Cities and towns in old industrial regions across the US face a unique challenge - declining populations and a surplus surplus of housing. This excess supply acts to drive down prices, weakening the housing market. When prices fall under the ‘replacement cost’ of homes; the cost to build a similar home on a vacant lot, the value of maintaining a home is undermined and negative externalities are burdened by the community.

In a regular market owners tend to pay their taxes and maintain their properties because the value of their home is greater than it’s replacement cost so there remains an incentive to maintain the property. For example, if a mortgage loan is in default, the owner can usually sell the property and pay off the note. Even when a property falls into foreclosure, the lender makes sure the property is maintained and sold off as quickly as possible.

In weaker markets, where the value of a home is less than it’s replacement cost, properties may not sell at any price. Many owners have little incentive to pay their property taxes or maintain their properties, while lenders will often not even complete foreclosures to defray the loss on a defaulted mortgage.

Most neighborhoods are somewhere between these two extremes. Many neighborhoods, even in distressed cities, have some market demand, but properties may sit on the market for a long time, or may sell for less than replacement cost. Properties in good condition may sell, but those in need of major repair may languish, ultimately to be abandoned.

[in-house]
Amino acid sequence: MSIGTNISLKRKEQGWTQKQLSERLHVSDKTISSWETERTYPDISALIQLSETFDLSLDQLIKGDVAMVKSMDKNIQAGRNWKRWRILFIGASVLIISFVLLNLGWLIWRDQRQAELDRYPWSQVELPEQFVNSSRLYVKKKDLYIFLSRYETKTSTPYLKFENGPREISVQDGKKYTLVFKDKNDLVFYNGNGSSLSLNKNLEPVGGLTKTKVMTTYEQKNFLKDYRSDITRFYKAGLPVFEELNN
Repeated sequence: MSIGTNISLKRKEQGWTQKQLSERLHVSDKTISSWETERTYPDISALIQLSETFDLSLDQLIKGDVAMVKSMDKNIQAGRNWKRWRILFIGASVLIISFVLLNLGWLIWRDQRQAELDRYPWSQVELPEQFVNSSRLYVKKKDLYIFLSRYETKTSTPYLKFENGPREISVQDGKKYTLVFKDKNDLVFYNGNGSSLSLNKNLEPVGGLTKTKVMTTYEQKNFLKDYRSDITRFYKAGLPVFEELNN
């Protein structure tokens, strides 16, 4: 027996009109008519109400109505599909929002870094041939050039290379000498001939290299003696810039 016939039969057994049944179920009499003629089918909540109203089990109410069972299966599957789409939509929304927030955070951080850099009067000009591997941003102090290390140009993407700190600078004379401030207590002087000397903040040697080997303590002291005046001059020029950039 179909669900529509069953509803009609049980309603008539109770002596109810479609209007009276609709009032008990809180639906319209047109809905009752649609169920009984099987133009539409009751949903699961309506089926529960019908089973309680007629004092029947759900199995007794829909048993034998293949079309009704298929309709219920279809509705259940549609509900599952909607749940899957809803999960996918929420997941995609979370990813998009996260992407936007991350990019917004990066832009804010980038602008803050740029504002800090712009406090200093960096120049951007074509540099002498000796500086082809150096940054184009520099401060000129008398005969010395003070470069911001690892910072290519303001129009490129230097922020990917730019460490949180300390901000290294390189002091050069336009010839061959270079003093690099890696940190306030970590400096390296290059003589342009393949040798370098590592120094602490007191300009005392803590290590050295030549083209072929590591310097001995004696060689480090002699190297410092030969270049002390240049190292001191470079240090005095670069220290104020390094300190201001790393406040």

Land Banks have been created to help in bridging this market gap by focusing on the conversion of vacant, abandoned, and tax delinquent properties into productive use.

Land Banks make unused property useful again.

Land banks are government-created entities that are focused on the conversion of vacant, abandoned, and tax delinquent properties into productive use (in New York, land banks are non-profit corporations also governed as local public authorities).

How do Land Banks Create Value?

In essence, land banks acquire title to problem properties, eliminate the legal and financial barriers that render them unmarketable, and then transfer the property to new, responsible owners in a more predictable and deliberate manner consistent with community goals and priorities.

Most land banks have unique powers, granted by state enabling legislation, that enable them to undertake these activities more effectively and efficiently than other public or nonprofit entities. When thoughtfully executed, land banking can resolve some of the toughest barriers to returning land to productive use, helping to unlock the value of problem properties and convert them into assets for community revitalization.

What services do they offer?

  • Acquire properties through various mechanisms
  • Establish and uphold maintenance standards
  • Collaborate on an intergovernmental and regional basis
  • Hold property tax exempt
  • Negotiate sales and dispose of property more flexibly than government
  • Convey property according to local priorities